By Bill Kline
More than a passion play. It’s hard work. It’s grabbing opportunities. It’s discovering that there is more than one path to becoming a medical professional.
And once you’re there, it’s realizing that your life does not have to be 100 percent work with no time for family, friends, and fun.
Forty students with medical field aspirations attended the “Work/Life Balance in Medicine” alumni panel Oct. 3. Alumni from a range of medical professions discussed their experiences and answered questions about medical school admissions.
- Dr. Susan Bauman ’74, assistant director, Delaware Valley Family Health Center, Milford, N.J.; director of palliative care services, Hunterdon Medical Center, Flemington, N.J.; M.D., University of Pennsylvania
- Dr. Nuri Eraydin ’99, dentist, Maple Glen, Pa.; D.M.D., Temple University School of Dentistry
- Dr. Ross Podell ’88, internal medicine specialist, Main Line Health, Paoli, Pa.; M.D., Hahnemann University School of Medicine
- Dr. Katie Schrack Poor ’03, ophthalmologist, Mielcarek Eye Lifetime Vision, Media, Pa.; M.D., Jefferson Medical College
- Dr. Anne Schwartz ’87, veterinarian/surgeon, Tri-State Equine Surgical Specialists, Providence, R.I.; D.V.M., University of Missouri-Columbia
“Balancing your work and life means knowing what’s important to you and then choosing a lifestyle that fits into that,” said Bauman, adding that balance for some might be 90 percent work and 10 percent free time—or vice versa.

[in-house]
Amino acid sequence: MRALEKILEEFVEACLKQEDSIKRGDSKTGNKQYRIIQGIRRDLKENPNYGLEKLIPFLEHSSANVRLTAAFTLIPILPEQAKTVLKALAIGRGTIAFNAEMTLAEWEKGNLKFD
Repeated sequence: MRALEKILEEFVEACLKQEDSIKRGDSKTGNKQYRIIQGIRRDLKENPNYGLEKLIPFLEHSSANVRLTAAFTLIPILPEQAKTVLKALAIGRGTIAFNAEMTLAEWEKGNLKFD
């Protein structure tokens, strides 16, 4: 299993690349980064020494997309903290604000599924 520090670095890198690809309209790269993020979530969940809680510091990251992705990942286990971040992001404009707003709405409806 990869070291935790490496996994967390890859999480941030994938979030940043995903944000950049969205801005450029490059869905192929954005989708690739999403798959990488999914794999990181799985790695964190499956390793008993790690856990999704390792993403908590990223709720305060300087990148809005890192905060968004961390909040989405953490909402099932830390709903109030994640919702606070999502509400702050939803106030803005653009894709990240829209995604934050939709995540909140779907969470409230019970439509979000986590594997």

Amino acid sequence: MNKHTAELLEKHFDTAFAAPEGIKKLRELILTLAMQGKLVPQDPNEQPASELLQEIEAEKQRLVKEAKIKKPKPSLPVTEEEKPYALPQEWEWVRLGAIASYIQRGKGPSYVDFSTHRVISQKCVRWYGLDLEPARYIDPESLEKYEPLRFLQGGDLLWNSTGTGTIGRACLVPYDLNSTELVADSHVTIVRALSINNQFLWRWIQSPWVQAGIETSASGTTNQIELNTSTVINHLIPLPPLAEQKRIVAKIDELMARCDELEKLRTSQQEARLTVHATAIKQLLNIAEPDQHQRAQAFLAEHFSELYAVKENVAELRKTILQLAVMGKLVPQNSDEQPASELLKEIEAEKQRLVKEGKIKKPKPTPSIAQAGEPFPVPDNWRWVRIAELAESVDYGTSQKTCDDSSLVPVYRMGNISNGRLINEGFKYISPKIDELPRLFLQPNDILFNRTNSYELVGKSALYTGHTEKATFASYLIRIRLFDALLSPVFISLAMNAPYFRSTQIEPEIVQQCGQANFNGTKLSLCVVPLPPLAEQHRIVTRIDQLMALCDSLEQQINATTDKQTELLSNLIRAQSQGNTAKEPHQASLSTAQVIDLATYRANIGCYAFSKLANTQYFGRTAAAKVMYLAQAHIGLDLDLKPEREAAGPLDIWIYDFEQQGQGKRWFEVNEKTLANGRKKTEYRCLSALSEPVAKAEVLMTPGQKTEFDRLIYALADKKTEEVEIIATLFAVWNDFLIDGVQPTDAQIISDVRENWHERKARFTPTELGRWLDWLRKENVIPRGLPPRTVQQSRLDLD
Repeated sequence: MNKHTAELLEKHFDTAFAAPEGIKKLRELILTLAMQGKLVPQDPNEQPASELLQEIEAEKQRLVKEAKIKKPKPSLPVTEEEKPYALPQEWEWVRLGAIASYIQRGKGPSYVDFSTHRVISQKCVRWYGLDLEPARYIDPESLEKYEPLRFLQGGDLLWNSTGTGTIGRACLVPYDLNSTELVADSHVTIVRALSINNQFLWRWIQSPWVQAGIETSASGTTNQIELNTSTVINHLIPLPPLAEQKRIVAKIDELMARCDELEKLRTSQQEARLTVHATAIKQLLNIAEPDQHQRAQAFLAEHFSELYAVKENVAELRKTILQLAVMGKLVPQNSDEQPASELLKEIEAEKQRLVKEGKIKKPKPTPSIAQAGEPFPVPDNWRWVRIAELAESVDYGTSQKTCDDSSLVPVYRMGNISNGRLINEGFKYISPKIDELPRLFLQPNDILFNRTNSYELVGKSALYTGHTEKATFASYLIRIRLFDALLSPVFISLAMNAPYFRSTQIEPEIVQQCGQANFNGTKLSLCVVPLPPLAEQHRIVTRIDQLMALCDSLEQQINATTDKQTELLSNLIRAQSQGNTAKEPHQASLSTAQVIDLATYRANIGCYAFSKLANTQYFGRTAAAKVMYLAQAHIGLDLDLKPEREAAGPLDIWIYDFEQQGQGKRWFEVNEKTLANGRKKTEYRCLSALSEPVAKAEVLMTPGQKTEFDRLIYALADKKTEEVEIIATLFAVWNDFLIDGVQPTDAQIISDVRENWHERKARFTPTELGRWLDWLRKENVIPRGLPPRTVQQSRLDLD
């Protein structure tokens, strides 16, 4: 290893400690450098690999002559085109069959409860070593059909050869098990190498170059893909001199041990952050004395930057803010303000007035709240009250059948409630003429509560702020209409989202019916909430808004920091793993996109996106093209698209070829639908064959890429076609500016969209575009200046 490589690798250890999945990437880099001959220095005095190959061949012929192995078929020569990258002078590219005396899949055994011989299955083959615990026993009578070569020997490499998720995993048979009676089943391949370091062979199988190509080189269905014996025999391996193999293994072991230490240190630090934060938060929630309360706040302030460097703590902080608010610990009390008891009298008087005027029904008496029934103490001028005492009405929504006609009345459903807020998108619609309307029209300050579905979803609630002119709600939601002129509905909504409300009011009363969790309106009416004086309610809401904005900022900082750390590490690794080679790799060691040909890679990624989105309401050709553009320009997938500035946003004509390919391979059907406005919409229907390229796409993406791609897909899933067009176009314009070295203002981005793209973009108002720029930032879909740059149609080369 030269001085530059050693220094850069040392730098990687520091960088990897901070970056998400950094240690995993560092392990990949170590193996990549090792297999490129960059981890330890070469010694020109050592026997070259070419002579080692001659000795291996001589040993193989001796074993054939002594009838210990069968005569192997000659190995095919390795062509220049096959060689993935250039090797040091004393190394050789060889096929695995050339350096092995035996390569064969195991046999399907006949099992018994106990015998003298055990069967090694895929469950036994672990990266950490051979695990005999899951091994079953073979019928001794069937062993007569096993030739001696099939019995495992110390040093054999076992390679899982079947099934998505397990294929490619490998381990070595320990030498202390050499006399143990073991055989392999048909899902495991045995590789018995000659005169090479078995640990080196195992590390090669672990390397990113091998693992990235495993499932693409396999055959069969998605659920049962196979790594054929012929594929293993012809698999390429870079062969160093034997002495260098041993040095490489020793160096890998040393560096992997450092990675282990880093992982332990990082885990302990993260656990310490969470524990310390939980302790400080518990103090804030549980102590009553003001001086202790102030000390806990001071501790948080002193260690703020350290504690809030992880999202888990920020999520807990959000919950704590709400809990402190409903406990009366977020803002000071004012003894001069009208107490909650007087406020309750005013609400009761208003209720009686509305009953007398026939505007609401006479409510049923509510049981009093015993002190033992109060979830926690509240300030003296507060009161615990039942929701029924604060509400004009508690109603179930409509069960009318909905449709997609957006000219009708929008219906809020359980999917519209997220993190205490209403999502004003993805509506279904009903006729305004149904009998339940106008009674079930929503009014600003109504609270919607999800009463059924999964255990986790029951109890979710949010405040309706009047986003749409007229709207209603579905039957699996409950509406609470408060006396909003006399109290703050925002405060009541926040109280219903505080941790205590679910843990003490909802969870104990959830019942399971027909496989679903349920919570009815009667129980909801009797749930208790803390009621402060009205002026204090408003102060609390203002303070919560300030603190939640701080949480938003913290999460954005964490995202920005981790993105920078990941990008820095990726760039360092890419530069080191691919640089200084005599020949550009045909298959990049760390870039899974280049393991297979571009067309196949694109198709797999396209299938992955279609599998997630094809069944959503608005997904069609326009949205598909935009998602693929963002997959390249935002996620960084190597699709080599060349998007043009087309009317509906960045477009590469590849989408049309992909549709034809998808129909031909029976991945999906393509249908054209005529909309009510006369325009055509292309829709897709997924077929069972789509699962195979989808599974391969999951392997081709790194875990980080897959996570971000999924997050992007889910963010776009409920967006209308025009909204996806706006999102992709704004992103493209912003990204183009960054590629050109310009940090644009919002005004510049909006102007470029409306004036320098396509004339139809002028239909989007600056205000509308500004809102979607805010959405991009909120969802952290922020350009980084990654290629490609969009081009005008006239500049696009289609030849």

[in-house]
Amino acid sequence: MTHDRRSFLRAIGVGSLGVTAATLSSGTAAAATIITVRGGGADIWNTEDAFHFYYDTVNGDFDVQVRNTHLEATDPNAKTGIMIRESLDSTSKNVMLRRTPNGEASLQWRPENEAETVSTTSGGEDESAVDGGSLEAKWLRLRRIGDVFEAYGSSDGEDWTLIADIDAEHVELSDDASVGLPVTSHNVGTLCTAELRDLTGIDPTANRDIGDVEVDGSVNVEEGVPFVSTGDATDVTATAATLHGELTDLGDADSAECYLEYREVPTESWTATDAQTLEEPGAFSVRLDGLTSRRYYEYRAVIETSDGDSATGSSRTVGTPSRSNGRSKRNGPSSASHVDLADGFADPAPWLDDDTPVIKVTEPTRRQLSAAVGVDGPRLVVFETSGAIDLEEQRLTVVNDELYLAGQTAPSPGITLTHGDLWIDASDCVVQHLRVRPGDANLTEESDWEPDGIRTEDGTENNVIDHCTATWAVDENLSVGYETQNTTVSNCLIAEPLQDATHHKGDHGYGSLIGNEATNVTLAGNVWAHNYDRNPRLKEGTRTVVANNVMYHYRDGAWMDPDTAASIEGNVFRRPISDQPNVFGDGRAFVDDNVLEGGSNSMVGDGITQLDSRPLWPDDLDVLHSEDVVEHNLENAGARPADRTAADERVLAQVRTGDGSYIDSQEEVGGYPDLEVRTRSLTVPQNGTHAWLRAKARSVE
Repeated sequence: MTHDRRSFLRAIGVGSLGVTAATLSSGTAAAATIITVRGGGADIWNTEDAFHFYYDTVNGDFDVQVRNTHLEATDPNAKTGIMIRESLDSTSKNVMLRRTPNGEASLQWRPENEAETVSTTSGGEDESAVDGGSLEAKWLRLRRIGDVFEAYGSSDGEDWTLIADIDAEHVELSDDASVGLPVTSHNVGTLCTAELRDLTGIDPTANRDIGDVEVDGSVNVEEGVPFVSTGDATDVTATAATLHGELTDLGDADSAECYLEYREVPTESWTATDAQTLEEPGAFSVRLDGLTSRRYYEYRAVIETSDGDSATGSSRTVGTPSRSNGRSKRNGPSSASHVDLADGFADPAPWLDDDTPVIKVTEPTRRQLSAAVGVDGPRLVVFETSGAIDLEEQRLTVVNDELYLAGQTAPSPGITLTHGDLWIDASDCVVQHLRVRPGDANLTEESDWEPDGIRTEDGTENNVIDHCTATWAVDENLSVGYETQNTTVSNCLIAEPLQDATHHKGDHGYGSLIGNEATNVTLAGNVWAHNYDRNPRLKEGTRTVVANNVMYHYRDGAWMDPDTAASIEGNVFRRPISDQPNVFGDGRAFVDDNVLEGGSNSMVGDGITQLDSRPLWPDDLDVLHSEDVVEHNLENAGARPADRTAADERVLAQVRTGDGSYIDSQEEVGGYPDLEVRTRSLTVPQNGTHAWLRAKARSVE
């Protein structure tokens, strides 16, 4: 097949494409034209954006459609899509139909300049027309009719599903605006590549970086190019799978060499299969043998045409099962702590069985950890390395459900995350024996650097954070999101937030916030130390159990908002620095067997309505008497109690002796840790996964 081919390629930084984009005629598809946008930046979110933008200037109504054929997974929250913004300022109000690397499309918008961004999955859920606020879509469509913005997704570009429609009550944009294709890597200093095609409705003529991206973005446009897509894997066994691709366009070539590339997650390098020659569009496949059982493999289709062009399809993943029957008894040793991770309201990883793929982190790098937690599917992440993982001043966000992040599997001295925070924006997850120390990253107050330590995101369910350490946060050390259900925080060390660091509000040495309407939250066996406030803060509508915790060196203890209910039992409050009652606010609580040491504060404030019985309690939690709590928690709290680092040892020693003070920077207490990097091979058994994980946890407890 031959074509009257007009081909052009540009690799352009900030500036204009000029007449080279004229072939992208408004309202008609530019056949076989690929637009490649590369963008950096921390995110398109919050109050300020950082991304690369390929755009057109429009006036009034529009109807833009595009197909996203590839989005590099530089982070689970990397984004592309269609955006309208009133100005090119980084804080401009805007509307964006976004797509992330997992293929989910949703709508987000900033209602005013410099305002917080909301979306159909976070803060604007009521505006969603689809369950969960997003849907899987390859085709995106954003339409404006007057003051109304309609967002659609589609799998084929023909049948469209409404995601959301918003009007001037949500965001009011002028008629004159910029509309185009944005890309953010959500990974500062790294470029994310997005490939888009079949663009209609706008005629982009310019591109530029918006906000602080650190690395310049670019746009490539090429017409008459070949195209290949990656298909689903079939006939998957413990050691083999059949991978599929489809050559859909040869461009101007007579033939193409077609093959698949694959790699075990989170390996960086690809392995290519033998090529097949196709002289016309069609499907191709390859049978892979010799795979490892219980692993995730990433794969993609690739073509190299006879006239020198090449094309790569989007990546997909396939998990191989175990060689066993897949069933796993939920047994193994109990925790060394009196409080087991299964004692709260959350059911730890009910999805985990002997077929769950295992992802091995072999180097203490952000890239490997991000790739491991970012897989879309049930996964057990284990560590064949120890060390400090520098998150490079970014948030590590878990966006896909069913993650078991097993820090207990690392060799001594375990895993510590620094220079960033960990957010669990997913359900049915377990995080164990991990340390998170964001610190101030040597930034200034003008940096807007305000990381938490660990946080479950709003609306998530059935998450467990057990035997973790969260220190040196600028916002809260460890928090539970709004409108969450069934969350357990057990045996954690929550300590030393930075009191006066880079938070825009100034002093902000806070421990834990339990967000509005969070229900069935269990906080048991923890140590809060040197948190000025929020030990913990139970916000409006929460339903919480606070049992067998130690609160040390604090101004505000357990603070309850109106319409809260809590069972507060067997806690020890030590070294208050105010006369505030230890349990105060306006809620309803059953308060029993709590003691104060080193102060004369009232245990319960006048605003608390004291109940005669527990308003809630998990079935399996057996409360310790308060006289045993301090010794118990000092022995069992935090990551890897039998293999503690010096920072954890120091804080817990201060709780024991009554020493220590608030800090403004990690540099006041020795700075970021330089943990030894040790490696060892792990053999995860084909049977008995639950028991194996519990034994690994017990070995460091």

“Thinking about work/life balance has kind of made me nervous, especially being a woman,” said Erica Gennaro ’14, a biology major who is applying to medical schools. “I’ve met a lot of male physicians who were hesitant about encouraging it for me if I wanted to have a family. But this event made me see that it is possible, and that you can still do other things you love.”
Students heard that they had options after college. Three of the panelists, for example, did not go directly to medical school after leaving College Hill.
“We learned there’s not one set path to get to your goal,” said Andrew Kamilaris ’14, a neuroscience major. “It’s up to us to make a decision depending on our goals.”
Panelists also noted that acceptance into medical school often requires more than good grades and test scores.
“You have to be different; you have to stand out,” said Eraydin. He and other panelists recommended doing research or an internship, working or job shadowing in a medical field, studying abroad, and applying for fellowships.
Two attendees were recipients of the David M. Nalven ’88 Summer Research Fellowship.
Briette Karanfilian ’14, a biology major, conducted research on European starlings with Michael Butler, assistant professor of biology.
Rebecca LaRosa ’15, also a biology major, studied an invasive species of turtle with James Dearworth, associate professor of biology.
Members of the Nalven family—Arthur and Rami Nalven, David’s parents, and Dr. Lisa Nalven, his sister—attended the event. They established the Nalven fellowship in 1991 in memory of David. Panelists Podell and Schwartz were close friends.
The panel, sponsored by the Health Professions Program, was moderated by Nancy McCreary Waters, associate professor of biology and chair of the Health Professions Faculty Advisory Committee.